Cut the tomato in half horizontally and pull out the seeds. Keep them and the fleshy bits around them to make a tomato sauce later, they’re very tasty. Lightly salt both sides of the tomato and add some dried Provencal herbs if you wish. Leave them open side down on a rack to drain liquid for an hour or two in the fridge before transferring them to a baking sheet (I line them with baking parchment or silicone sheets) and putting them into an oven at 80°C for three or four hours. Yes, as long as that. They will shrink but keep an eye on them after the 2.5 hour mark to make sure they don’t colour too much.

While they’re drying you can make the aubergine caviar; cut off the stalk end and then cut your aubergine in half lengthways. Cross-hatch the flesh with the point of your knife quite deeply then sprinkle with salt and Provençal herbs, then add a good dose of olive oil. Note, when you’re cooking there’s no point in using the good stuff – heat denatures most oils and removes the taste to a large extent, so use some cheap stuff for cooking. Keep your sippin’ olive oil to pour lightly over food just before serving.

Roast the cut aubergines in an oven pan with the tomatoes or if you need to do them separately, for an hour at 180°C. Pour boiling water into the oven pan so they don’t dry out – a few centimetres is enough, about halfway up the sides of the aubergines.


Roasted aubergines

When they’re cooked, scrape the flesh off the skin and squish it up between your fingers so there are no big bits. You’re looking for a fairly rustic effect here. The original recipe calls for sheets of gelatine to be added at this stage to firm up the caviar, but I prefer not to use it. Your choice – if you prefer firm aubergine caviar you should use two sheets per kilo of flesh.


Aubergine caviar

Take the tomatoes out of the oven when they’re dried enough.


Roasted tomatoes

The last ingredient to mix is the goat cheese. Buy the youngest, freshest pelardons you can find, the fresher the better – I buy them on the local market at just 4 days old when they’re just starting to firm up and have a delicious, goaty flavour. (They’re delicious spread like butter with Vegemite on toast, too).


Goat cheese seen here with a couple of stray tomatoes.

Mash them up with a fork, a light sprinkle of salt and Provençal herbs and some of your sippin’ quality olive oil – just enough to bring the mixture together, you don’t want this to be liquid.

Now comes the assembly. Put a small dribble of olive oil into the base of a silicone cupcake mold, then a tomato half. You will have two types of tomato halves, of course, one with a hole in the middle and one without. Serve your guests the pretty ones, obviously.

After the tomato comes a dessert spoon of goat cheese mix, then another of aubergine caviar.


The assembled Trilogies

Pop them into the fridge for at least an hour to allow them to ‘set’ a little before serving.

While they’re in the fridge, make some basil sauce to serve them with. Strip the leaves from a whole basil plant and put them into a pot.


Picking basil leaves

Add in a small pinch of salt and a few glugs of good olive oil. Then, using a stick blender, mash them up into a pouring consistency liquid.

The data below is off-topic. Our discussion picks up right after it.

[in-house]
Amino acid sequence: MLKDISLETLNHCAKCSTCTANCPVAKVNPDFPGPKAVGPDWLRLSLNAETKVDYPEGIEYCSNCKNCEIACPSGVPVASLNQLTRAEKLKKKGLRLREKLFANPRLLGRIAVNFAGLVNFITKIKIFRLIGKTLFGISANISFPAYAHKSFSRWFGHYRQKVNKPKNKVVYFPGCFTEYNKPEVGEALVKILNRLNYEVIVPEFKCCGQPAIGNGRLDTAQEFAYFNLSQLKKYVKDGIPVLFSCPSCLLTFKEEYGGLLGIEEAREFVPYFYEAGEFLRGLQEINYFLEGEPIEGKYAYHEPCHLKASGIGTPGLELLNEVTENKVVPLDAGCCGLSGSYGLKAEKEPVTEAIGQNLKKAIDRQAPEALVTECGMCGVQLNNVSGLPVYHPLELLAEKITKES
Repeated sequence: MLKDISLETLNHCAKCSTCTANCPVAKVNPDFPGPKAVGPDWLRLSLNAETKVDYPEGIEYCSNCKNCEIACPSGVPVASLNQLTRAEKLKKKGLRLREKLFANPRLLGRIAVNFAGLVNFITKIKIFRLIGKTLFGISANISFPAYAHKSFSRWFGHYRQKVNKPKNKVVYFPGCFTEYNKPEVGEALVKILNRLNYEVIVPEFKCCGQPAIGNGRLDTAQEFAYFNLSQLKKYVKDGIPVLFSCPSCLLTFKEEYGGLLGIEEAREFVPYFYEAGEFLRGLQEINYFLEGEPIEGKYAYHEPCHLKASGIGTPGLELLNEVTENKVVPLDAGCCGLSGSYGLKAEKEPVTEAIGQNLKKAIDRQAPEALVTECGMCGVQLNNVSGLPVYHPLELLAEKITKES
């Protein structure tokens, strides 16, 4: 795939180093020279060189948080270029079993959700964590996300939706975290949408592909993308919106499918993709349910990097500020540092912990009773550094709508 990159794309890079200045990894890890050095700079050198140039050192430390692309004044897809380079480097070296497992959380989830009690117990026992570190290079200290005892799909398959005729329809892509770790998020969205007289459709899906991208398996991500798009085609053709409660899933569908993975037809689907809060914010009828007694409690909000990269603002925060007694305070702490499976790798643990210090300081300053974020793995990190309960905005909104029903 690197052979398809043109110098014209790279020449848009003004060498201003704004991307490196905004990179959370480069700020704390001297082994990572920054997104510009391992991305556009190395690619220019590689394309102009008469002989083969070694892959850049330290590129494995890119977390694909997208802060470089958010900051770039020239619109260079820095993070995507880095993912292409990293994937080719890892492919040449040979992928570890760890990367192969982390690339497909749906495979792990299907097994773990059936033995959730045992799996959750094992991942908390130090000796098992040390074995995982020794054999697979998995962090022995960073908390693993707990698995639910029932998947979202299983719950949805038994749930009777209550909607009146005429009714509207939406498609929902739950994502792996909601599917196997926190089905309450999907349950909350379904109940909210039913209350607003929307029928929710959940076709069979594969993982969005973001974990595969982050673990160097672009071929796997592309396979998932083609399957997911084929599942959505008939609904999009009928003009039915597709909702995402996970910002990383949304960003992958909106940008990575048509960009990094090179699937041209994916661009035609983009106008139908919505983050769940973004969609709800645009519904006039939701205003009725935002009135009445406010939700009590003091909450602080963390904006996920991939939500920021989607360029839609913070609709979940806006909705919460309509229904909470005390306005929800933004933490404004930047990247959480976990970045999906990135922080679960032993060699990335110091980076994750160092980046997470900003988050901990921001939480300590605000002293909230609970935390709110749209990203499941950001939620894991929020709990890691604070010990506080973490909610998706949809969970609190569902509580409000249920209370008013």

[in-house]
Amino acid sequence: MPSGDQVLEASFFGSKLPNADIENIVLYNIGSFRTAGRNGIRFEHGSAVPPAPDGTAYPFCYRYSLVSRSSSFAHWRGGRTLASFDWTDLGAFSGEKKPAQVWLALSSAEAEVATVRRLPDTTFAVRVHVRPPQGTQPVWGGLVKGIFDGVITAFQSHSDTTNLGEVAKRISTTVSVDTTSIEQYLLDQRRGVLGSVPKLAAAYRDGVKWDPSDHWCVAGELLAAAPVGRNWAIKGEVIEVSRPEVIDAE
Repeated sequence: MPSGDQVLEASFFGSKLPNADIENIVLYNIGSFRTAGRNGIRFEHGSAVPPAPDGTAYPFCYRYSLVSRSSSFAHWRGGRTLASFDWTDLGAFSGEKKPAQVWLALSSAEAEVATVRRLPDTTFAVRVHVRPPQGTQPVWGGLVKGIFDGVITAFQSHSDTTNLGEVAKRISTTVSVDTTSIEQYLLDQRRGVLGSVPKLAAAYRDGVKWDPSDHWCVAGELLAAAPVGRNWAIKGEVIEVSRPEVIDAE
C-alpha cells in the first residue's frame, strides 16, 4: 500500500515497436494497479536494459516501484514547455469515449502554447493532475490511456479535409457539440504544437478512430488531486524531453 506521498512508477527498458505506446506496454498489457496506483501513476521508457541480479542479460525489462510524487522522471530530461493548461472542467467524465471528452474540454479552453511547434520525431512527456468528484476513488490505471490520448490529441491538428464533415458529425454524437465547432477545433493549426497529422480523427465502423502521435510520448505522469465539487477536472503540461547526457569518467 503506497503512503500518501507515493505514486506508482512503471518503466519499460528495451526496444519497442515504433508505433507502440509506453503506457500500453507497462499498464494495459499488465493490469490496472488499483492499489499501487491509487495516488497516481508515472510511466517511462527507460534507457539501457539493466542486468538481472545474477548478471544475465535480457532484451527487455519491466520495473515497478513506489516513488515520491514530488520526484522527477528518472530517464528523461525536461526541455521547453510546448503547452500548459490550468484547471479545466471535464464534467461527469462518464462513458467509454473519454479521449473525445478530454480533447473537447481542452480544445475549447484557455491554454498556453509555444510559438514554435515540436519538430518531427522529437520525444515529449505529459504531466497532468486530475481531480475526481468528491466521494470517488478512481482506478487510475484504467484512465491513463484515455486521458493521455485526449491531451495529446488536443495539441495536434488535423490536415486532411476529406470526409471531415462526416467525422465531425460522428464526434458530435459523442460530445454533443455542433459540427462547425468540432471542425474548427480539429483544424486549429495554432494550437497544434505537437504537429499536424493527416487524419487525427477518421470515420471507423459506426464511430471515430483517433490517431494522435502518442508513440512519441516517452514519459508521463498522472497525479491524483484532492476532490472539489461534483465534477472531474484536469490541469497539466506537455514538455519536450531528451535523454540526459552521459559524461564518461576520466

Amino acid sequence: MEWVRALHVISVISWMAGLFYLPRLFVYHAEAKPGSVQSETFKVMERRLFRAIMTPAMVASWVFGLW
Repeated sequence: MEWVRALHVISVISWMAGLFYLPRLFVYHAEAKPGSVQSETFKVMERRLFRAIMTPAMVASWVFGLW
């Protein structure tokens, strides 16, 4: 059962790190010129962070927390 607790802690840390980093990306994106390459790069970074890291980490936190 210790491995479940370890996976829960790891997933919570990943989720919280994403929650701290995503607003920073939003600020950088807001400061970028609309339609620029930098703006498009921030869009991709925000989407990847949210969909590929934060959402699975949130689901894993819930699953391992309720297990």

Making the basil sauce

Keep adding olive oil until you have the consistency required. A large basil plant will need something like 250-350mls of oil.

To serve, place your Trilogy tomato side up on a plate (a soup spoon is a good utensil for persuading them out of the mold) and dribble over a dessert spoon or two of your basil sauce.


Serving suggestion

These were so popular in the restaurant in Avignon that some customers would have them as a starter and dessert.

Bon appetit!


Father’s Day today, so I get to have a day off from cooking and washing up.

Ha ha ha ha ha!

No seriously I enjoy food too much to leave my wife alone in the kitchen, so I’m cooking today.

On the menu: duck breast with mushroom sauce, roast potatoes and asparagus with parmesan.

The planning: The duck takes about 10 minutes to cook and 10 minutes to prepare; the asparagus 5 minutes to cook and prepare; the potatoes about 15 minutes to cook and 5 to prepare. And the mushroom sauce takes….well, as long as you can give it, really. The longer you can cook the sauce, the better it will be.

The real art of being a good restaurant cook is getting every part of the client’s meal onto a plate and onto their table at the same time. It’s no good serving them the steak and sauce and then arriving five minutes later with the fries. This is what I spent a fair amount of time learning about when I became a professional cook – timing.


Basic timing sheet for one dish


Timing sheet when you have to make multiple dishes

The first timing sheet is the sort of thing you’d get a commis to use when they’re learning how to cook one dish; the second is the type of sheet you’d be expected to use during a whole-day exam to show your timings in 30-minute slices throughout the day of the exam. This one’s just for patisserie – I did a general cookery course, not this specialised one.

The procedure is fairly simple – at the bottom you’re shouting ‘Service!’ and the monkeys waiters turn up and carry the prepared plates out to the hungry customers. You work backwards from there for each dish – remembering to have separate serving times for your starter, main and dessert courses. You spread your time out, in this case including your compulsory breaks, back to now to see what you have to do first.